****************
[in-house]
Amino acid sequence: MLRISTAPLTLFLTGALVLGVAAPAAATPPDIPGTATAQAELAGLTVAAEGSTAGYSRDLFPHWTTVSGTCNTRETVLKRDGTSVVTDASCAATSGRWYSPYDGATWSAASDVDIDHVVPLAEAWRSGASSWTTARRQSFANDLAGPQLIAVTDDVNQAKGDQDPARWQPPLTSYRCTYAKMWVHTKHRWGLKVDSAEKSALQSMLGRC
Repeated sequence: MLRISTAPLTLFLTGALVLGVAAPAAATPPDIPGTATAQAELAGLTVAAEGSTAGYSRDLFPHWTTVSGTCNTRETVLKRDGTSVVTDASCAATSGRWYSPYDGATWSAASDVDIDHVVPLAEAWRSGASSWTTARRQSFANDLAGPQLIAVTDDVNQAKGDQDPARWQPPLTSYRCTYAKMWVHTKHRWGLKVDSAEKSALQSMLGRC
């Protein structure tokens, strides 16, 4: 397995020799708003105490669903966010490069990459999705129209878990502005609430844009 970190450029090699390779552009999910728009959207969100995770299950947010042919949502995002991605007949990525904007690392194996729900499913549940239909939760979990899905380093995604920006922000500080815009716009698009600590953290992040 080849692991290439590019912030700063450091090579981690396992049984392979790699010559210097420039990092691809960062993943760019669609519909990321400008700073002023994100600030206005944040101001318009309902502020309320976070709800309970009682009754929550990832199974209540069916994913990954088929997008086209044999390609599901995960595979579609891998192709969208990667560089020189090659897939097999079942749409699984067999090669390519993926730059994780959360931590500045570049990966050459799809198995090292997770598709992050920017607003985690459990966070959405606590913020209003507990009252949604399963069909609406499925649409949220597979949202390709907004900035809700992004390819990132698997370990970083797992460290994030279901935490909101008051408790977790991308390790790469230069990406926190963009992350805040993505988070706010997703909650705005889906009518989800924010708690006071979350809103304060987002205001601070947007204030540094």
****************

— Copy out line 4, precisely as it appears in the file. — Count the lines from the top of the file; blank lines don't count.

């Protein structure tokens, strides 16, 4: 397995020799708003105490669903966010490069990459999705129209878990502005609430844009 970190450029090699390779552009999910728009959207969100995770299950947010042919949502995002991605007949990525904007690392194996729900499913549940239909939760979990899905380093995604920006922000500080815009716009698009600590953290992040 080849692991290439590019912030700063450091090579981690396992049984392979790699010559210097420039990092691809960062993943760019669609519909990321400008700073002023994100600030206005944040101001318009309902502020309320976070709800309970009682009754929550990832199974209540069916994913990954088929997008086209044999390609599901995960595979579609891998192709969208990667560089020189090659897939097999079942749409699984067999090669390519993926730059994780959360931590500045570049990966050459799809198995090292997770598709992050920017607003985690459990966070959405606590913020209003507990009252949604399963069909609406499925649409949220597979949202390709907004900035809700992004390819990132698997370990970083797992460290994030279901935490909101008051408790977790991308390790790469230069990406926190963009992350805040993505988070706010997703909650705005889906009518989800924010708690006071979350809103304060987002205001601070947007204030540094």